CREATE database aws_service_logs
  6. Under Tables, select Create Table > from S3 bucket data.
  7. Step 1: Name and Location:
    • Database: aws_service_logs
    • Table: cf_access_optimized
    • Location: s3://Name of the generated S3 bucket/ (including trailing slash)
  8. Step 2: Data Format
    • Select Parquet
  9. Step 3: Columns
    • Bulk add columns using this data:
      time timestamp, location string, bytes bigint, requestip string, method string, host string, uri string, status int, referrer string, useragent string, querystring string, cookie string, resulttype string, requestid string, hostheader string, requestprotocol string, requestbytes bigint, timetaken double, xforwardedfor string, sslprotocol string, sslcipher string, responseresulttype string, httpversion string
  10. Step 4: Partitions
    • Column Name: year, Column Type: string
    • Column Name: month, Column Type: string
    • Column Name: day, Column Type: string
    • Click Create table
  11. Click Run query on the generated SQL statement. Ensure the S3 bucket location in the query matches the one generated in your lab environment.
Add Partition Metadata
  1. Open a new query tab
  2. Run the following query: MSCK REPAIR TABLE aws_service_logs.cf_access_optimized
  3. Verify the partitions were created with the following query: SELECT count(*) AS rowcount FROM aws_service_logs.cf_access_optimized. You should see 207535 rows present in the table.
  4. Run the following query: SELECT * FROM aws_service_logs.cf_access_optimized LIMIT 10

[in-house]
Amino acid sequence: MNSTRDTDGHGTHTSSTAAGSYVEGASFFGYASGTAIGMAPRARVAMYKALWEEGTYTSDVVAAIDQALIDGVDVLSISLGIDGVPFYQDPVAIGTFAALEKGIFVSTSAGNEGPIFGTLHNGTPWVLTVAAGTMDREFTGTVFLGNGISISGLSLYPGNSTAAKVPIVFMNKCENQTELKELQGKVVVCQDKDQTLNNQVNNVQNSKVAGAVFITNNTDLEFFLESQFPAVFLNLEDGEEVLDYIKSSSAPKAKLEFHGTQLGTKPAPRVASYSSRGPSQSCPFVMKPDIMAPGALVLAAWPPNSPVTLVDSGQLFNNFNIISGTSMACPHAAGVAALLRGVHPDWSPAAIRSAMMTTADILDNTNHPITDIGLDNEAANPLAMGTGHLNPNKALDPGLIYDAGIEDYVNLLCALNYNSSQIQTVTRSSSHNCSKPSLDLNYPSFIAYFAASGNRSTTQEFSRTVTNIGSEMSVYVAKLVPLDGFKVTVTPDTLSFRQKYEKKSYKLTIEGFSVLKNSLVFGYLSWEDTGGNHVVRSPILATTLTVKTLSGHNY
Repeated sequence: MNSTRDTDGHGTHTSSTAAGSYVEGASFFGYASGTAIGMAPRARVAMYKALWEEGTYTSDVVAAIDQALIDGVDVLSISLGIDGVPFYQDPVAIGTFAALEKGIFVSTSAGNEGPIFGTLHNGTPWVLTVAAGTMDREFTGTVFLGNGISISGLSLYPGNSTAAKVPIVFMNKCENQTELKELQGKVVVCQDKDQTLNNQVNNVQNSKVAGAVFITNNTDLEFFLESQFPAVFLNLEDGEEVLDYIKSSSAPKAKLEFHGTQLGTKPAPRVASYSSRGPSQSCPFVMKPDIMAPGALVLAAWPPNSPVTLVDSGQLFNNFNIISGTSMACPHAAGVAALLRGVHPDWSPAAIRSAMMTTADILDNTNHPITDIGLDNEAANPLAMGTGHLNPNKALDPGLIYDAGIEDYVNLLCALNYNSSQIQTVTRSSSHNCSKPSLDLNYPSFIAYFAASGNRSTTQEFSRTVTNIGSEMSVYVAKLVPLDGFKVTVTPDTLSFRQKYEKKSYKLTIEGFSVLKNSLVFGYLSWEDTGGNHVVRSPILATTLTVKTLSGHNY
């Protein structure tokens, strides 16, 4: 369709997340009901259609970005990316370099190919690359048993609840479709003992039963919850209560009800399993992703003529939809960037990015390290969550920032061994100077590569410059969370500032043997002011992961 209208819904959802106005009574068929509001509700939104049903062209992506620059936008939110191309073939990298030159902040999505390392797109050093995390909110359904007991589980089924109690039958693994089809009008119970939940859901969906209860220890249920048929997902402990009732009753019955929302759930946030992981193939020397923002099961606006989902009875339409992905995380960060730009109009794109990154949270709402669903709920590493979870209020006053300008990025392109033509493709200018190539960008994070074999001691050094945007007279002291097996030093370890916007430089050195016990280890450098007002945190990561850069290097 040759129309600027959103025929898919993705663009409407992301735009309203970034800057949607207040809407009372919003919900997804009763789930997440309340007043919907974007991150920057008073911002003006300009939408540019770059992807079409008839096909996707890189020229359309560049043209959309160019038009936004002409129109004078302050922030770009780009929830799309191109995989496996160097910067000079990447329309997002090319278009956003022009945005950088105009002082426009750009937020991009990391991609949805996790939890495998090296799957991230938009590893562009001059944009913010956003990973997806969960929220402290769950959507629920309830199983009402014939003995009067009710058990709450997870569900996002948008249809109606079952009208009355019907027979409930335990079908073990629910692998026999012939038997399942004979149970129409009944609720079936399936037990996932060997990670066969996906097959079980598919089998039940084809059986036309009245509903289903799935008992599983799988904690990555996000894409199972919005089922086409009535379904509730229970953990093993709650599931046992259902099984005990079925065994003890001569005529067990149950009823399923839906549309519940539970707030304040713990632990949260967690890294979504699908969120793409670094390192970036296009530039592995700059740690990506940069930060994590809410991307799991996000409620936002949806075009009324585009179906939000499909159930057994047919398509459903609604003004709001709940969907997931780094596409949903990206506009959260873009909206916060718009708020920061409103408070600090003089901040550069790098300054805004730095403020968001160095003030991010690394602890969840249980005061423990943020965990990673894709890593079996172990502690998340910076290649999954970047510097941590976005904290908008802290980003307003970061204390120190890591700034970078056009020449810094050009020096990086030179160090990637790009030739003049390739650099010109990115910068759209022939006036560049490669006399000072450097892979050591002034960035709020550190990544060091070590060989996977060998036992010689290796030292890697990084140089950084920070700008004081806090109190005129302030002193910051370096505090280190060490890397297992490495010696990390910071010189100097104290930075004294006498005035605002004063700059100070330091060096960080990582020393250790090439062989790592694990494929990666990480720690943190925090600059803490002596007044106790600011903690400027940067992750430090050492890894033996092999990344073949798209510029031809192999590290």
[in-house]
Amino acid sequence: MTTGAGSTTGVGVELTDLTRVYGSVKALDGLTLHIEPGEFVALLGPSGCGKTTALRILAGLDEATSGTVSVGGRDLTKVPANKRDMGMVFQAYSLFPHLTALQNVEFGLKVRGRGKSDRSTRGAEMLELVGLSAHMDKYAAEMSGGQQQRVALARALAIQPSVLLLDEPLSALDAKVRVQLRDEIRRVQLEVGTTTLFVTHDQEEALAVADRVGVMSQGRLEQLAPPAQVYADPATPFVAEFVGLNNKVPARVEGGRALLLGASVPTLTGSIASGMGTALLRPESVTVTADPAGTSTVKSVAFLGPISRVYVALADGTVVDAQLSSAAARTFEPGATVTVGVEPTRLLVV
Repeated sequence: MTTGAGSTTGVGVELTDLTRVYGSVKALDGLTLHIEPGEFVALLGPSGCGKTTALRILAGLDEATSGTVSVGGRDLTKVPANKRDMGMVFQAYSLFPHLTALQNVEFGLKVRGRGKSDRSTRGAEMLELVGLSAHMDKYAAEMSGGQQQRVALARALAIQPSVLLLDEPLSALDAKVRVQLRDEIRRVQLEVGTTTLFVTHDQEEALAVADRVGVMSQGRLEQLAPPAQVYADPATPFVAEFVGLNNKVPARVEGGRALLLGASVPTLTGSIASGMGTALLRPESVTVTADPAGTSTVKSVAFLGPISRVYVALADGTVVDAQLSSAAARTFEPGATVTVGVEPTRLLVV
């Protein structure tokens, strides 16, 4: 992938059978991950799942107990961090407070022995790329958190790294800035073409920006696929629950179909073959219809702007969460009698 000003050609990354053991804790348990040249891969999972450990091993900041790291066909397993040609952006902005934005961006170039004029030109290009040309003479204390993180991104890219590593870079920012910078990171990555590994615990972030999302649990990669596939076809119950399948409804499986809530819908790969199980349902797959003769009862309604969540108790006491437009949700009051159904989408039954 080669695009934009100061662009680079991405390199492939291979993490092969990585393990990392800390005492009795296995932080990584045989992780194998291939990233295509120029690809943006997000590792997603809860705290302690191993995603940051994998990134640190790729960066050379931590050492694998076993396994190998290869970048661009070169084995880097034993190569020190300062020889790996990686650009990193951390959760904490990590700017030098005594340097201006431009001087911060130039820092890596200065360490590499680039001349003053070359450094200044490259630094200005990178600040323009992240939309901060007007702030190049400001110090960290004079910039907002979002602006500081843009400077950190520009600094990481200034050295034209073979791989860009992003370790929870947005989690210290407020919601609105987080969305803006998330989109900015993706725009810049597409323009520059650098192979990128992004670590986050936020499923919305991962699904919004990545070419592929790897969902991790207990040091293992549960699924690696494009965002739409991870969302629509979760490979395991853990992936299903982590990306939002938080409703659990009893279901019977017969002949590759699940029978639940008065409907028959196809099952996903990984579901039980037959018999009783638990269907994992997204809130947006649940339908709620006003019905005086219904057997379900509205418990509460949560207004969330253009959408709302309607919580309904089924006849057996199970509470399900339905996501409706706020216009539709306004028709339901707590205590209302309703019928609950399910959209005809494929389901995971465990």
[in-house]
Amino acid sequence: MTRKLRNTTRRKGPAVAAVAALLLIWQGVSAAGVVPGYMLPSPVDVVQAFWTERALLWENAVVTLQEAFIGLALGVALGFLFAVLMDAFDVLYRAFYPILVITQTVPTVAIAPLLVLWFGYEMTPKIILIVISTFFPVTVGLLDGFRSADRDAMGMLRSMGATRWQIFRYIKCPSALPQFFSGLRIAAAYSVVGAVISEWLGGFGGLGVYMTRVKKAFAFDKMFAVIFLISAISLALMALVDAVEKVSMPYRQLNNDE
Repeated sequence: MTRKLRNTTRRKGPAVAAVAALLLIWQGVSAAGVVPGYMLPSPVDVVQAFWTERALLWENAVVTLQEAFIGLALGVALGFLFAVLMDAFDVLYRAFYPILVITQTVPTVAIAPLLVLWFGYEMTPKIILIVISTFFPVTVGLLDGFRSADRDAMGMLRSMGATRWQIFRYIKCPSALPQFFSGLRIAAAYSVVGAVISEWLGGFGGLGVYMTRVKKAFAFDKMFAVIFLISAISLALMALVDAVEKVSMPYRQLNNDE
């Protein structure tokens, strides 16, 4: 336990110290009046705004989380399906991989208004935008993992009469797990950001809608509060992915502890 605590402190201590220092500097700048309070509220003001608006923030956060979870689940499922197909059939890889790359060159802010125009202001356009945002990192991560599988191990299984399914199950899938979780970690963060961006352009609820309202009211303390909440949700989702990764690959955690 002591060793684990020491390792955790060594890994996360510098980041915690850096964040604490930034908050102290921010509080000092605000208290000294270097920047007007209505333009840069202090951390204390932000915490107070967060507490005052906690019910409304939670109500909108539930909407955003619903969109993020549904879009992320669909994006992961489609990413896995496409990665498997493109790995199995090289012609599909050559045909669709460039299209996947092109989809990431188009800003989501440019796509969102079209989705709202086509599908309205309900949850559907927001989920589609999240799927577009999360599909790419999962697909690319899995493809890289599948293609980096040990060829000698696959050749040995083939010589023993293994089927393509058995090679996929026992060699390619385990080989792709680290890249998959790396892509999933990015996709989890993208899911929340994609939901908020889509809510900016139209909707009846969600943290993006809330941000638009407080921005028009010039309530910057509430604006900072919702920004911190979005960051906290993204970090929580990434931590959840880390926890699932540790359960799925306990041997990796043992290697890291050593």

Query the Total Bytes Served in a Date Range
  1. Perform the following query:
    SELECT SUM(bytes) AS total_bytes
    FROM aws_service_logs.cf_access_optimized
    WHERE time BETWEEN TIMESTAMP '2018-11-02' AND TIMESTAMP '2018-11-03'
  2. Observe the value for total_bytes equals 87310409.

Additional Resources

Make sure you are in the us-east-1 region throughout this lab.

NOTE: This lab will be replaced soon. On the step to create a table: Click on "Connect data source" in the left navigation; on the right side of Data Source, then make sure to select "Query data in Amazon S3" for where the data is located. Also select "AWS Glue data catalog" for the metadata catalog and click "Next". Then we will select the "Add a table and enter schema info manually." Then the choice will update to "Continue to add table." After that add the db name, Table name, and s3 URL as in the video.

When prompted to bulk add column definitions, you may use this data to save time:

time timestamp, location string, bytes bigint, requestip string, method string, host string, uri string, status int, referrer string, useragent string, querystring string, cookie string, resulttype string, requestid string, hostheader string, requestprotocol string, requestbytes bigint, timetaken double, xforwardedfor string, sslprotocol string, sslcipher string, responseresulttype string, httpversion string

CloudFront raw access logs are stored in a CSV format called Web Distribution Log File Format.